Friday, 15 July 2011

Only You can kill the internet...

A few weeks ago my housemate and I got into a discussion concerning our choices in Internet Browsers. Now, I admit I don't know too much about them, they all seem fairly similar to me, but his mocking of my use of the traditional Internet Explorer gave me cause to ask exactly why he felt that whichever one he used (which I cannot remember at this time) was far superior. The points he came up with stirred within me a certain mistrust and – yes, I’ll admit - fear at his internet using habits, but at the time I could not correctly articulate my concerns.

His claims that it was easier and quicker to use what he did, through the use of single-click buttons that linked him directly to the sites he used and search engines and generators that provided him with access to websites that contained information, pictures, games, music, etc... that were relevant to his previously documented interests filled me with a sense of apprehension that at the time I could only voice with a series of semi-incoherent snorts and choking sounds, to me the idea of these things was something out of a George Orwell novel, something that I have always read about and hated with an inner burning light, the very kind of thing that I spend my life fighting to eliminate.

Then this morning - some four weeks later - the latest issue of New Scientist drops onto my doormat (much to my annoyance with the postman, who NEVER looks after such mail with the kind of care that it requires! But that's a rant for another day...) and one of the title articles immediately catches my attention. I read the intro paragraph and follow ahead to the main four-page spread that has been put aside from it and suddenly all my fears, all the dread and horror that filled me during that dark discussion all those weeks ago, not only rearrange themselves into a fully-discernable picture, but have been expressed by OTHER people in mass-print.

What most scares me about these things that my housemate was claiming to be great innovations of the internet - and basic ones, at that, for he was calling for FURTHER advancements to simplify his experience even more - is the sense of fragmentation and isolation that this supposedly open and worldwide service is slowly herding us into.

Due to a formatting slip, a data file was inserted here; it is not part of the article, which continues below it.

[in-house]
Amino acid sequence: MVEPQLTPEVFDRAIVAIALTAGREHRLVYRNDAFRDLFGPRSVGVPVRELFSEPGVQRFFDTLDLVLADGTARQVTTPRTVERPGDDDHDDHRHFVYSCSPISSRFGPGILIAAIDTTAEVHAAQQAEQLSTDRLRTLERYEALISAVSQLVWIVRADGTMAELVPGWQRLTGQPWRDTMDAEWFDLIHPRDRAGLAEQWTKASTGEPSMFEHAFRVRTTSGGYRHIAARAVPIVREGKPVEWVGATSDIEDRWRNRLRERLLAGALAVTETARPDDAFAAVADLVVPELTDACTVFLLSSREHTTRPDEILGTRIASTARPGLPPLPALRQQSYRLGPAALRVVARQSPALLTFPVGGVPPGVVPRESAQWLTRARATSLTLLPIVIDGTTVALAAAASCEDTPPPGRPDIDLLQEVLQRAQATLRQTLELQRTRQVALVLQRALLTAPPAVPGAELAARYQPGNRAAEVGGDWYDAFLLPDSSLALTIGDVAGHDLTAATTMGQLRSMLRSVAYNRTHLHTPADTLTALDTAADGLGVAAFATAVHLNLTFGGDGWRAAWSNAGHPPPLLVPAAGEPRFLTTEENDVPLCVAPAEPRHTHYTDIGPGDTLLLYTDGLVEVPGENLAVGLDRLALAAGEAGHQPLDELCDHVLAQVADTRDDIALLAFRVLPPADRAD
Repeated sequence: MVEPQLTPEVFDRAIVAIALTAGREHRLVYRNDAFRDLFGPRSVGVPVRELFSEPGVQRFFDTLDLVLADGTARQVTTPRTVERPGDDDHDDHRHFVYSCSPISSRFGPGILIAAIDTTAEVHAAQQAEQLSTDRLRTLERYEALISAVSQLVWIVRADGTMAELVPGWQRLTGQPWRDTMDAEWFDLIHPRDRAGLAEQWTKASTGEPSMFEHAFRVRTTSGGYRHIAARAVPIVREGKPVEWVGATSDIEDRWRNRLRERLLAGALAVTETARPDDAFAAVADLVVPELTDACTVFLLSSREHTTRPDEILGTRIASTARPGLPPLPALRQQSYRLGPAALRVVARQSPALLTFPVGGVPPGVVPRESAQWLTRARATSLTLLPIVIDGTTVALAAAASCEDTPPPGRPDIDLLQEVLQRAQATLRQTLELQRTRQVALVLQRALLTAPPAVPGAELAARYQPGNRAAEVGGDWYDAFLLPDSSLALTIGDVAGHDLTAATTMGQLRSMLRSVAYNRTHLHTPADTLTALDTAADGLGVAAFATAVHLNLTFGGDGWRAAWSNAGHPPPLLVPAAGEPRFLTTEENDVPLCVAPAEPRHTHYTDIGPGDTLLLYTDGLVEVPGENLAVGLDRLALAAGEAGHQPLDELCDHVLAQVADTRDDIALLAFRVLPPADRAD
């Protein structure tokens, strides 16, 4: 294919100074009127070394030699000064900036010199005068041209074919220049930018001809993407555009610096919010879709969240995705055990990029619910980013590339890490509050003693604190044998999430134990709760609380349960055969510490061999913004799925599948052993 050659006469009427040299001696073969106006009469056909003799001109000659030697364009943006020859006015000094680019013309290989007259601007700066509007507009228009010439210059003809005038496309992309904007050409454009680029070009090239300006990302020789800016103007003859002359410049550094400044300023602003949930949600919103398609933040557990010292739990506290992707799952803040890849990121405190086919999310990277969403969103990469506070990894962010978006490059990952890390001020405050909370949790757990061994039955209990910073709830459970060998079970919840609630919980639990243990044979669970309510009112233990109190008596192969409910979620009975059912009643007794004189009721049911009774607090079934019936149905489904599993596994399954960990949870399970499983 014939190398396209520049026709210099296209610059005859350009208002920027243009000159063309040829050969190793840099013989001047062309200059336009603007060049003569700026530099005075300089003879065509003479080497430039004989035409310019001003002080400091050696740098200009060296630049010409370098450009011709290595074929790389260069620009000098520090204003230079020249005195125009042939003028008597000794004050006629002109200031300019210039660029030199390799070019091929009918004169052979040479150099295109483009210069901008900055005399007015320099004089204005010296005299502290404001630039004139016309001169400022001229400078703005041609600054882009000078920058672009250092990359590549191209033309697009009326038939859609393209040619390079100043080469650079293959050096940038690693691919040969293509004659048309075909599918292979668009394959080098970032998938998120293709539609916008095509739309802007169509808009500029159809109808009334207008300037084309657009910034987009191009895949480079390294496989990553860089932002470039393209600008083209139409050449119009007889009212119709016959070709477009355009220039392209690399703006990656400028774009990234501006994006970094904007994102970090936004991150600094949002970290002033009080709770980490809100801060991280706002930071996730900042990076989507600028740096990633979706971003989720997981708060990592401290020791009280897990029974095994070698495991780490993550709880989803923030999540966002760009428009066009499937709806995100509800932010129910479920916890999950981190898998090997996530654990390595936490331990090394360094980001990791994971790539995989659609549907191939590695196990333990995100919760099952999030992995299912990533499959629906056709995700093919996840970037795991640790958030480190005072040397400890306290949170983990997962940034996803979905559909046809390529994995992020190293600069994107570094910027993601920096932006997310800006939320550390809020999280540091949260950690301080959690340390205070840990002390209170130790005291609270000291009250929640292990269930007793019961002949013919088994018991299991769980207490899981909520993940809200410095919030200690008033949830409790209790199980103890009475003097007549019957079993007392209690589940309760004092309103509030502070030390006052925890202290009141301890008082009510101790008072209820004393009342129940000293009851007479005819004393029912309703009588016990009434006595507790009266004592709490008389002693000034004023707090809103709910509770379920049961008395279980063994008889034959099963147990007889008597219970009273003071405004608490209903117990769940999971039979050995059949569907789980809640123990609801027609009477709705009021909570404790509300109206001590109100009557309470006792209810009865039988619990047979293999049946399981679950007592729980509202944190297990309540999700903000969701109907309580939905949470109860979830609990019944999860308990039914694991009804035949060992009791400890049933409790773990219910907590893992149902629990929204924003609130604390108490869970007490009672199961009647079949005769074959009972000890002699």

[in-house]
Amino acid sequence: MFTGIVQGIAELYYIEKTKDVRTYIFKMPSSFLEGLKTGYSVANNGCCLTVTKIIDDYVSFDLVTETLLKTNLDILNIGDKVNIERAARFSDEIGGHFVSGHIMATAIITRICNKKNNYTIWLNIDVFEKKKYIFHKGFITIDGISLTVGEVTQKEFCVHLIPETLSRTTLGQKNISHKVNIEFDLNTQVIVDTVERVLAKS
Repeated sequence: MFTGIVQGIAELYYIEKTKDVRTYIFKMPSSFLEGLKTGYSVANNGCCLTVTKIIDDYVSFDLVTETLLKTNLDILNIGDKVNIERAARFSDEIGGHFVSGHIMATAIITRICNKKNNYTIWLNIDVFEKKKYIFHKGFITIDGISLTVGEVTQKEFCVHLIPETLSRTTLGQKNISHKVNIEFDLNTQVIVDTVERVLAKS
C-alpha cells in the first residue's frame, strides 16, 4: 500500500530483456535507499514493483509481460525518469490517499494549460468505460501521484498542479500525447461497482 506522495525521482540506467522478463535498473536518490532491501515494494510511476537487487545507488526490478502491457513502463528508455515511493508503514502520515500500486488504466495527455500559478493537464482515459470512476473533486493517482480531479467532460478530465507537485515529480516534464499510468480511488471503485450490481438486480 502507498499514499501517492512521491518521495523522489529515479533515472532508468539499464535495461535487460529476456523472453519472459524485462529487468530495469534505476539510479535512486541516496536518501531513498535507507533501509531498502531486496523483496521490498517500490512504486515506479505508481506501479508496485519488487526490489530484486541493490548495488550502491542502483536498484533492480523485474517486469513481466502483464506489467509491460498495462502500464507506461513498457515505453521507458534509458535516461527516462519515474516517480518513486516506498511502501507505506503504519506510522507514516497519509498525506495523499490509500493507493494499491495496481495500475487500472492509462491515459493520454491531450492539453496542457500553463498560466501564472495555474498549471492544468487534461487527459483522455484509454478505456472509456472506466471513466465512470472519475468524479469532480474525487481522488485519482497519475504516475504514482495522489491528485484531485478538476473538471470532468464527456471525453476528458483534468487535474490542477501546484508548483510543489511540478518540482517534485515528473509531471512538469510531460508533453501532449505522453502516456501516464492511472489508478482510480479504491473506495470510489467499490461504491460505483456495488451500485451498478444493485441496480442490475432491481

By this I mean: that by using such services as those that will generate for you a list of sites that have properties similar to a set collection of topics and subjects you find most entertaining, you are giving up your own personal right to exploration, you are giving over the freedom you have to wander the ever-expanding halls of the internet, going from room-to-room as you please, seeing what you want to see - whether it is relevant, irrelevant or totally random - in favour of a similarly set list of results that the site/application/program deems appropriate for you to see. In short, you are telling this thing to find you something to look at, and it is decided FOR you what you will see, basing this results on ITS OWN inbuilt prejudices and ideals (and yes, these things DO have those, because the people who created them would have had to set parameters for it - I will discuss this soon) and filtering out the things it does not want you to see.

These things can and are being used to decide what you can and cannot see, and this is on the INTERNET, which is SUPPOSED to be free and open for you. Yeah, you may come across things you don't want to see, everything from slightly off-topic images and writings to things that are downright disturbing and horrific, but that is the beauty and the necessity of the internet, these are the things the internet was made for, for giving us access to this stuff, and suddenly we are now turning over these aspects of it in favour of our own self-appointed censors masquerading as simplifying programs and systems.

Everyone has heard of how countries like North Korea and China have been regulating the internet, disabling and limiting their publics' access to certain sites like Facebook and YouTube in order to control and subdue them, stopping free speech and access and the ability for people to create groups that can express their own ideas and opinions that may or may not be in opposition to their governments, but these things are enforced, wrong as they are, and we sit around and comment and complain and say how we think it's wrong and that they shouldn't do it and yadda-yadda, but WE'RE just as bad, maybe even WORSE when we knowingly employ these technologies that do exactly the same things.